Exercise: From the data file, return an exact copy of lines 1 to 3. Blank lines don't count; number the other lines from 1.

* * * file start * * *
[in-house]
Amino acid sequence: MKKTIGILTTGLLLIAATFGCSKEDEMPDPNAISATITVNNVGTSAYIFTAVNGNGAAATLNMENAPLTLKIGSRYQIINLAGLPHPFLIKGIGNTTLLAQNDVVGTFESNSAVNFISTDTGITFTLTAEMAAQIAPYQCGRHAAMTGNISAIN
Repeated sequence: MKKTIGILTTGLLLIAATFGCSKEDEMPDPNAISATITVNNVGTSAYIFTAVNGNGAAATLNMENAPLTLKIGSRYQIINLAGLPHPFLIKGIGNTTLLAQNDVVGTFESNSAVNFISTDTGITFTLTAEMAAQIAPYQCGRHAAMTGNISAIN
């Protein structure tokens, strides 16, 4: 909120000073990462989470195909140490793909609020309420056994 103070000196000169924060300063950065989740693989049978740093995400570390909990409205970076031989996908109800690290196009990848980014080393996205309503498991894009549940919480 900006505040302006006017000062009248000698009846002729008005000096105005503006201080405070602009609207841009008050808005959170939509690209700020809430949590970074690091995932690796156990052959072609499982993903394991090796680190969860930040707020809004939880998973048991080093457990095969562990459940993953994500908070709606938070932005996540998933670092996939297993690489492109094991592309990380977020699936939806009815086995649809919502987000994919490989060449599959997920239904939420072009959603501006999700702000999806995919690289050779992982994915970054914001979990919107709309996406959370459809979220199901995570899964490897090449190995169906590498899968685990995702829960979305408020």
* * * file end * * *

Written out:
[in-house]
Amino acid sequence: MKKTIGILTTGLLLIAATFGCSKEDEMPDPNAISATITVNNVGTSAYIFTAVNGNGAAATLNMENAPLTLKIGSRYQIINLAGLPHPFLIKGIGNTTLLAQNDVVGTFESNSAVNFISTDTGITFTLTAEMAAQIAPYQCGRHAAMTGNISAIN
Repeated sequence: MKKTIGILTTGLLLIAATFGCSKEDEMPDPNAISATITVNNVGTSAYIFTAVNGNGAAATLNMENAPLTLKIGSRYQIINLAGLPHPFLIKGIGNTTLLAQNDVVGTFESNSAVNFISTDTGITFTLTAEMAAQIAPYQCGRHAAMTGNISAIN